When my mother's health was in a major decline, she did not want to go to a hospital or nursing home. She knew (at least on some level) that she wasnt' going to be around much longer, and she wanted to be at home when the end came. And we honored her wishes.
A few months after she passed, we listed the house, and during the first week or so that the house was on the market, a prospective buyer wanted to make an offer. When she learned that the sale was to settle an estate, she asked if the seller had died in the house. I sent the listing agent an email to pass onto the buyer explaining that yes. My mother died in the house, peacefully and surrounded by children and grandchildren who loved her. I explained that she basically died of very old age, and she had had a wonderful life in this house. Alas, the buyer had a thing about this particular issue, and she decided against the house.
And it reminded me of a transaction I had back in the '80s. It was the stone house on the right. And it had been owned by a lovely elderly gentleman who always wore (at least in the winter time), a cashmere coat and bowler hat, and every day he took a walk through the neighborhood into his 90's. For many decades, he served as the president of the neighborhood association.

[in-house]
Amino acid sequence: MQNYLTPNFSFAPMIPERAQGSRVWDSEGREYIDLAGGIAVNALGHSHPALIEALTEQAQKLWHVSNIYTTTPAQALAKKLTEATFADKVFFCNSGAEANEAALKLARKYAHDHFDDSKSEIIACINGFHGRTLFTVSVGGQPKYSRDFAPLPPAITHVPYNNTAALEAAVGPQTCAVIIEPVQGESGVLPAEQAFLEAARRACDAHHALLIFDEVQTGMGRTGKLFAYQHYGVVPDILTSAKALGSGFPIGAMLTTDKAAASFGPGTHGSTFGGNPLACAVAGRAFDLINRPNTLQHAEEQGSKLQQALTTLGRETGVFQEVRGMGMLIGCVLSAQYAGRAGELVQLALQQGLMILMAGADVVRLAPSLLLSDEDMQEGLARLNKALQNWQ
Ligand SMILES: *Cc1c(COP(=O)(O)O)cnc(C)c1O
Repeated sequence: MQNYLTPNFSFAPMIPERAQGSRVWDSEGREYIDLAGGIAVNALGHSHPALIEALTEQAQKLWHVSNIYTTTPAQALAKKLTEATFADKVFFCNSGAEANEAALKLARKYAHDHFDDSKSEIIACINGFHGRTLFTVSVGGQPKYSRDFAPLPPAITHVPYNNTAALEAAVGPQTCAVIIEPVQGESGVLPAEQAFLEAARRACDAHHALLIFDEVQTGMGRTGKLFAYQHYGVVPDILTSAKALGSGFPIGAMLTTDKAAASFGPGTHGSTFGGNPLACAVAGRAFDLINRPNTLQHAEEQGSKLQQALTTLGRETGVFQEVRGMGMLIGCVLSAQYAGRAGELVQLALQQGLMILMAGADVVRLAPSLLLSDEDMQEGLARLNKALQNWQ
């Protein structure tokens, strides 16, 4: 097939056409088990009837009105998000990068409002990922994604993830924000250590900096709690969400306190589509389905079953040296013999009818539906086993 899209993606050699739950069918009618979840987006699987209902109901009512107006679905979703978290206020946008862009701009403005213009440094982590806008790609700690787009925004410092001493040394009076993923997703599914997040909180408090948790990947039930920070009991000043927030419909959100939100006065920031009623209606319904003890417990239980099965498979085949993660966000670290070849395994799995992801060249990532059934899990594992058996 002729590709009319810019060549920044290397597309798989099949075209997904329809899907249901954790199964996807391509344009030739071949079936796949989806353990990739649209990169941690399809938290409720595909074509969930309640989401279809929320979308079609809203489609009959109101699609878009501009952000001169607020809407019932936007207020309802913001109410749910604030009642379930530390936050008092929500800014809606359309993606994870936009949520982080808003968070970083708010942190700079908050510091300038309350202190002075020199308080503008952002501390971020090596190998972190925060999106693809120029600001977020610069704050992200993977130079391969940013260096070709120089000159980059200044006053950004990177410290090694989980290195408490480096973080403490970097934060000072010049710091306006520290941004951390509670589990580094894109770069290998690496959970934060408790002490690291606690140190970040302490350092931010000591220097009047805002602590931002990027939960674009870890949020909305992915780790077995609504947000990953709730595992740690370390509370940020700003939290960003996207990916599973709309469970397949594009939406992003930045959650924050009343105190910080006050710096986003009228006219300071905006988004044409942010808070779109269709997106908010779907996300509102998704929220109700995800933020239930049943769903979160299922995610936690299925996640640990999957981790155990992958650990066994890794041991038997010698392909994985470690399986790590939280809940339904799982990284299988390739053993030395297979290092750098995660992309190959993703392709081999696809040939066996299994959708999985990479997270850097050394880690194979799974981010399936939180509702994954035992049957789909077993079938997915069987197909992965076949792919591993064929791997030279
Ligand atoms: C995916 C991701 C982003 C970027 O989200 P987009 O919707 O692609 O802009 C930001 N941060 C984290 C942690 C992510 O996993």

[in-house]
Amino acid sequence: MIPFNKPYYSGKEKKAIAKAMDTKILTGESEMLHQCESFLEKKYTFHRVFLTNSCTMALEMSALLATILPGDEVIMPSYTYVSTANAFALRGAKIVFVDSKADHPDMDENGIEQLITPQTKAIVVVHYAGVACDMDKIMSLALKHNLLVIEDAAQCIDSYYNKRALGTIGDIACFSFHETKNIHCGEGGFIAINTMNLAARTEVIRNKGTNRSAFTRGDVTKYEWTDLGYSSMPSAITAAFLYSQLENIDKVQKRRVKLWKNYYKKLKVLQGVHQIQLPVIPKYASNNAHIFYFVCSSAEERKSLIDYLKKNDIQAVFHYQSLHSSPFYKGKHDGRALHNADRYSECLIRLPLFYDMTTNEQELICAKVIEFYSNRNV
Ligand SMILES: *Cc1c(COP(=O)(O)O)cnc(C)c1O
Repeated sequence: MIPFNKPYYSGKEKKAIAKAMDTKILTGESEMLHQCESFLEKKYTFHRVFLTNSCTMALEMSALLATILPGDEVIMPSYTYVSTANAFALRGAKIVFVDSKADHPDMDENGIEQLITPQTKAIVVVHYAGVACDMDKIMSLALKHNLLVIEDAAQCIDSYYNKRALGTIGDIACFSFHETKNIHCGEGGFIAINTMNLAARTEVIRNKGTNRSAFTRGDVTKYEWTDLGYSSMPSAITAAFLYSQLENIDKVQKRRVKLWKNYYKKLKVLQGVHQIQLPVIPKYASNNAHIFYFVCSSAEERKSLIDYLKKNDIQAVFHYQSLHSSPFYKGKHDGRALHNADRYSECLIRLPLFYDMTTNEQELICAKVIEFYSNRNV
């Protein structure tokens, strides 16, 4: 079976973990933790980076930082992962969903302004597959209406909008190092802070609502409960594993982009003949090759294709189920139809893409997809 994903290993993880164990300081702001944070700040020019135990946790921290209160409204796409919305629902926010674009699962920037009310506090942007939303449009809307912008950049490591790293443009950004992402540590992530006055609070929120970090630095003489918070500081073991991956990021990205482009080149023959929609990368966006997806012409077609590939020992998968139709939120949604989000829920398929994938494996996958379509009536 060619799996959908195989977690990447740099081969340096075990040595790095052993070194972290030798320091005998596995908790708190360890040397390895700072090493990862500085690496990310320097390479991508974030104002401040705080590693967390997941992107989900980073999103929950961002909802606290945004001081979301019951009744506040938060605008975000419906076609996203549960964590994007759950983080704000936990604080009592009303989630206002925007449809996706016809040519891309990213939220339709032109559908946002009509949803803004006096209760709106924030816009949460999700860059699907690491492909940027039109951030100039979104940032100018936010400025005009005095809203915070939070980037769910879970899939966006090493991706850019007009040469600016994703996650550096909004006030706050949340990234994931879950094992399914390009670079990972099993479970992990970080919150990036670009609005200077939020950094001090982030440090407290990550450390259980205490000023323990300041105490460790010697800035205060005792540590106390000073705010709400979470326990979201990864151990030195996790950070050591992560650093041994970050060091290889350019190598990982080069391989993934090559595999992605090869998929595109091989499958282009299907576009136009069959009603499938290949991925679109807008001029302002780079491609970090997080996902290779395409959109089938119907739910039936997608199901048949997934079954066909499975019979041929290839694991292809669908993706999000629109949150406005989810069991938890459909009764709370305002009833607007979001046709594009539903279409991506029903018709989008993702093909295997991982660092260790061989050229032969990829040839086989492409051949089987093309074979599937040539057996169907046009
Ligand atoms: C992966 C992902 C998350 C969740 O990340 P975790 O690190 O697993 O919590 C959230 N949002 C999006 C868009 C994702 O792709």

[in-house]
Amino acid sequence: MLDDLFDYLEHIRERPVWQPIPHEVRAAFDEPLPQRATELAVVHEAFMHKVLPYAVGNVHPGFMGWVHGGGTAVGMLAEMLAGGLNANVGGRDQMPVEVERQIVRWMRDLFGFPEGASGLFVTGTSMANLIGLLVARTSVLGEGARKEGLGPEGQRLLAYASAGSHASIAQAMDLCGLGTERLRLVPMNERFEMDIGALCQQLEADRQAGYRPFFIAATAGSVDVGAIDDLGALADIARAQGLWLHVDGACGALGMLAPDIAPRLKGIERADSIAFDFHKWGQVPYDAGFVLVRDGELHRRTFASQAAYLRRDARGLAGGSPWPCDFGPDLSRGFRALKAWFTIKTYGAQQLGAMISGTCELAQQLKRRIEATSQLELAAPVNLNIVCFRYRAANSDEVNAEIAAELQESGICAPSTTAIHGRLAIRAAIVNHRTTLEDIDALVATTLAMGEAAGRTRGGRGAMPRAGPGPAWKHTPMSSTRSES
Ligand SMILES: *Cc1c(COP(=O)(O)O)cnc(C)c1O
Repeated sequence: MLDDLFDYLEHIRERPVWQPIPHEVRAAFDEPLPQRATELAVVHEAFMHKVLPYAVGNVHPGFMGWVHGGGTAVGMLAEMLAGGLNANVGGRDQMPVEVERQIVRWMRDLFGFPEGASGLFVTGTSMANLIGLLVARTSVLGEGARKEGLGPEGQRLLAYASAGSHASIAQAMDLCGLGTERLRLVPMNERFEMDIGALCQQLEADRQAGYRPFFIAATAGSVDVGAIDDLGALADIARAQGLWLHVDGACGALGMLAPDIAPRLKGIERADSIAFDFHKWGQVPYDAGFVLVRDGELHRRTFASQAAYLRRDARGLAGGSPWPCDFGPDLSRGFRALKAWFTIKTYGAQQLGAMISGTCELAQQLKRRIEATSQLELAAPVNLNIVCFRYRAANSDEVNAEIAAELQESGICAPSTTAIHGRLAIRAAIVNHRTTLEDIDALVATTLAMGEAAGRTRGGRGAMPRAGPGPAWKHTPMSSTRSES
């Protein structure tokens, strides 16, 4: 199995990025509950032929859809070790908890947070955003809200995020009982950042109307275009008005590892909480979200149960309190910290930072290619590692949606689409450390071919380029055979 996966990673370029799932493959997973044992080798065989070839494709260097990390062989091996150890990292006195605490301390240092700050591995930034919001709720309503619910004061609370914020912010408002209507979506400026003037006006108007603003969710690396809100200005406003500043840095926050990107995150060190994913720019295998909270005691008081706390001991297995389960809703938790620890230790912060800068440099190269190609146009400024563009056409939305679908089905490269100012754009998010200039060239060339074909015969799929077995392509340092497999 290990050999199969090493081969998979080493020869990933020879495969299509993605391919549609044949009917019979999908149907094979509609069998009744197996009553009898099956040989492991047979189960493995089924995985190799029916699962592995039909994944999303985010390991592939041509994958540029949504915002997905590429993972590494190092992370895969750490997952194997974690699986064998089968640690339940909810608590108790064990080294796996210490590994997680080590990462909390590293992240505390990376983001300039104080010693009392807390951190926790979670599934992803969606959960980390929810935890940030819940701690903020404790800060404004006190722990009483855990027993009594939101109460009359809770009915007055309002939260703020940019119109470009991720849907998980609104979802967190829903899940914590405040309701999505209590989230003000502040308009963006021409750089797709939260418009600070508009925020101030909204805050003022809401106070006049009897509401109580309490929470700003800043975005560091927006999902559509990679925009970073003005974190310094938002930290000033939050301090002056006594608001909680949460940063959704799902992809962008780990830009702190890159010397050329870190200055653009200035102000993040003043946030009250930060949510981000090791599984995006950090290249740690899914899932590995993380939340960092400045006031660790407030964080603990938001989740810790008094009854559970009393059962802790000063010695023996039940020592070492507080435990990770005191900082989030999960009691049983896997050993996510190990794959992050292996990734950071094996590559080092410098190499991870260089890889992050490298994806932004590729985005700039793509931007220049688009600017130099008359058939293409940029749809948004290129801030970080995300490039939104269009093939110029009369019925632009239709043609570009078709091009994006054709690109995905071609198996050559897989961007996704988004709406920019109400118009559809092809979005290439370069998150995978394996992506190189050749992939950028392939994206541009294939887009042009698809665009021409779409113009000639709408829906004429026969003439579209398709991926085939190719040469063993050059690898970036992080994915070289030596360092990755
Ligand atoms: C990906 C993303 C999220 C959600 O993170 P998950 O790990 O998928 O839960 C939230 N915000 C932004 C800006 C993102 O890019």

Then one day, he didn't take his walk, and people noticed. A neighbor had a key, and he went into the house and found that he had died peacefully in his sleep.
One of my investor clients bought the house from the estate, and I worked with him to get it removated and back on the market. And he gave me strict instructions to put on the fact sheet that this lovely old gentleman had passed in the house.
At the first Open House (for neighbors only on Saturday), a bunch of the neighborhood little old ladies dropped by. They all had had crushes on him and may have, um, dated him? OK, and at the time they were probably the same age that I am now.
And several of them said, "Honey, there's no ghost here! He's moved on!"
And at the second Open House for the public the next day, the couple who bought the place thought it was a very good sign that the previous owner had died in his sleep in his own home in his 90's.
So what am I saying here?
If you have an elderly parent who is in failing health, and if they want to opt for home hospice, I think you owe it to them to honor their wishes. But there are some people who come from cultures where it's not cool to live in a house where someone has died. They don't care that the seller lived for 200 years old and had a wonderful life and won a Nobel Prize for Peace and a Pulitzer for a the novel of the century. They don't notice that the house has a great vibe and that Elvis (or in this case, Alice) has left the building.
But I gotta say, the people who eventually bought my mom's house didn't even ask. If they had, I would have sent them the same email that I sent to the first buyer, and I doubt that it would have mattered. Oh! And I'm sure that my morther would have loved them.
If you are planning a move to or from the Washington area, I can help. I am licensed in DC, Maryland and Virginia. Please email me at Housepat@mac.com or call 202-549-5167.